Recently, the 100th anniversary of Manuel Dimech’s death in exile in Egypt came and went. In spite of the fact that a statue in his honour was erected in front of Castille years ago, one wonders what he would think of the political system that has exploited his image and memory.
Manuel Dimech’s dream of an independent Malta was achieved, but beyond the superficial theatre of the changing of flags, our country is more divided than ever. Dimech’s dream of free-thinking Maltese women and men, free from the shackles of provincialism and servility, has still not been achieved. Malta remains captured by a complex of crooked businessmen, developers and political elites in bed with one another. Today, this ruling class parades around in the hollowed-out body of what was once a worker’s movement.
This oppressive force will always find a new host, so long as the fundamentals of our society and our democracy remain broken and bought out. What would Manuel Dimech think of Malta as it is today? Even with all the controversies surrounding the iconic Che Guevara, for example, the irony is that his face has become a feature of best-selling merchandise, mass-produced in sweatshops for profit off the backs of the poor. Similarly, could the use of Manuel Dimech’s ‘brand’ today by Labour be very much the same thing? Is he just a convenient image?
When questioned about his social principles, our new Finance Minister failed to hide his disdain for the basic tenets of progressive politics, preferring to let business hold the country’s reins. Let me make this clear, by business here I do not mean the self-employed, the small family companies or even SMEs. What I mean are those who snap their fingers and get elected officials to do their bidding; those pulling the strings and shaping the economy in their own interests at the expense of all others. There is nothing wrong with ethical business, but we have to seriously question the implications of the undemocratic obliteration of our countryside and heritage. If our country is headed in an unsustainable direction which provokes revulsion in the majority, then why is it that whoever changes government, or whichever new Minister crops up, that nothing fundamentally changes?
In Gozo, mayors have all banded together against the exploitation of their island by loathsome vultures. Where is the democratic will of the Gozitans expressed, if the powers that be continue to auction off Gozo’s common heritage? Similarly, the local councils in Malta put up brave but futile resistance to this parasitic elite – look at the approval of yet another unnecessary hotel outside Mdina, threatening its foundations and ruining Saqqajja Hill. These vultures demand vague policies which are bent and molded according to their latest ‘idea’. That ‘idea’ is more of the same: build more, build anywhere. The irony is they often break the very rules they write when they are not convenient.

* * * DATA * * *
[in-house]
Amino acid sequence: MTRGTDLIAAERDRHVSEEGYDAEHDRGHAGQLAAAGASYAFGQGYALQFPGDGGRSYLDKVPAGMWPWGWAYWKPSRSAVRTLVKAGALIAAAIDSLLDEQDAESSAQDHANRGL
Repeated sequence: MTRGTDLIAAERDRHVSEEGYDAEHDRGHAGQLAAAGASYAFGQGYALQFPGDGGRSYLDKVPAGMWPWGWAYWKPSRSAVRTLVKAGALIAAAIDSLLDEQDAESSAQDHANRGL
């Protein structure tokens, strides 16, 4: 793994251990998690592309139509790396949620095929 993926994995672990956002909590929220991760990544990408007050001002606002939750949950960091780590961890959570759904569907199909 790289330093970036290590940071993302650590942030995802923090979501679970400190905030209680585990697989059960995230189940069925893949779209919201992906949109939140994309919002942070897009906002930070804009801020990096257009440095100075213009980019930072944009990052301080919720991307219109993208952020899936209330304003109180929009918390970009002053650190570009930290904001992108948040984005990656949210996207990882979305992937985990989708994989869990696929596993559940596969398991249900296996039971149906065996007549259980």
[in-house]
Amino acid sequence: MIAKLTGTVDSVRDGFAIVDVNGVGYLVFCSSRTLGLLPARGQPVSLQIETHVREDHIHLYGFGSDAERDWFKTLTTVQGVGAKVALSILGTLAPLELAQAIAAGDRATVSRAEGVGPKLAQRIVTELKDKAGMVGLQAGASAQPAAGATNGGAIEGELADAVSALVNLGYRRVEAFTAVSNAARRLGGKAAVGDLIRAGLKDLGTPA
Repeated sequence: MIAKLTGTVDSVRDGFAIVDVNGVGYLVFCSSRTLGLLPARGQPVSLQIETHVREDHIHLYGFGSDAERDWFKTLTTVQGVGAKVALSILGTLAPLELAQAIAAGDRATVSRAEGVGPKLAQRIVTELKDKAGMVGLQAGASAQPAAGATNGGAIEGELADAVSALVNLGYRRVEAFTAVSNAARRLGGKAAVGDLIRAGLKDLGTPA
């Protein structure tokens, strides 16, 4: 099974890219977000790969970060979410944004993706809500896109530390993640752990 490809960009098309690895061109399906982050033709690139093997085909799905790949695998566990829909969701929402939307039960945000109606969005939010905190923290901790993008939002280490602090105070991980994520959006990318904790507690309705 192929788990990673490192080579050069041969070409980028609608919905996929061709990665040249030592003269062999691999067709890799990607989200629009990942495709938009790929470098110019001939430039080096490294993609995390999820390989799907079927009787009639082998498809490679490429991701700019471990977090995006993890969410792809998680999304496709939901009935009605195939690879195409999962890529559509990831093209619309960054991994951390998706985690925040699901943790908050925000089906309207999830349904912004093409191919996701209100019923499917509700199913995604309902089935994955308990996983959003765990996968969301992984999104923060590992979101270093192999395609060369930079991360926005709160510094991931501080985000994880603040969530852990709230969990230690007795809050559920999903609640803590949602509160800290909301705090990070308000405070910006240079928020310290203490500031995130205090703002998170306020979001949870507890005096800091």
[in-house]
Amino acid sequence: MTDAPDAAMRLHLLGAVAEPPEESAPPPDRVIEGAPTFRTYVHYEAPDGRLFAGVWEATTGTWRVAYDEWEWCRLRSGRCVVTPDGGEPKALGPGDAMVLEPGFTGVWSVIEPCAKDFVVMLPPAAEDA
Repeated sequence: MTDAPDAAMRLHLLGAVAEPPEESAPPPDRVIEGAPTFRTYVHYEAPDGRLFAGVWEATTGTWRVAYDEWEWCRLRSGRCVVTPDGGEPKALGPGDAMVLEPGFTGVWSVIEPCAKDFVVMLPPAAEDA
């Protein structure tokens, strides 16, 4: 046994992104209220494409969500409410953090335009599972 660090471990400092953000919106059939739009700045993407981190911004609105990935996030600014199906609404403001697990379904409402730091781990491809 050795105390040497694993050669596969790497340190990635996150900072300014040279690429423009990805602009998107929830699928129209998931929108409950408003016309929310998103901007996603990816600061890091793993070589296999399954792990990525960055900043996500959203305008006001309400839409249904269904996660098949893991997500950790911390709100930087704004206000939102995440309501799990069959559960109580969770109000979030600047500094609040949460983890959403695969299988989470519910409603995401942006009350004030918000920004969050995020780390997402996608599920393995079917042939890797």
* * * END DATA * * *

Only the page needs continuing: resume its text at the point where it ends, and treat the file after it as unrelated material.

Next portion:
We still live in a system where the popular democratic will does not find expression – because whether it is the Nationalist or Labour Party in power, our quality of life is still under siege – and why? It is because our common patrimony continues to be sold to the highest bidder. Manuel Dimech is gone but not forgotten – his fight did not conclude in 1964, but it continues today. Anyone who believes in equality and justice must recognise that real progress today means a better quality of life for all, a transition to a social-ecological economy. It means asking questions about our economic system and challenging its orthodoxies. It means stopping the plunder of our natural resources and reforming the economy to avoid the ravages of climate change. This May Day let us remember that despite the supposed ‘economic successes’, not everyone enjoys a decent income.
Let us resolve to study both at the European Union and the local level, the concept of a guaranteed Universal Basic Income, so that we make sure that everyone in Malta and the European Union has enough income for a good quality of life. Let us work to ensure that the rights that workers have acquired over the years, thanks to trade unions, apply to all newer types of work, including to freelancers, the self-employed and platform workers. The fight against zero-hour contracts must continue. It is unacceptable that despite some improvements, the minimum wage is still too low to make work pay and to lift workers out of poverty. It is easy to use Dimech’s image. It is also very easy for some to forget their principles and sell their souls to the highest bidder. It is up to us normal people to question such hypocrisy, and demand a better future for all.
ADPD Secretary General
Published on The Malta Independent – Saturday 1 May 2021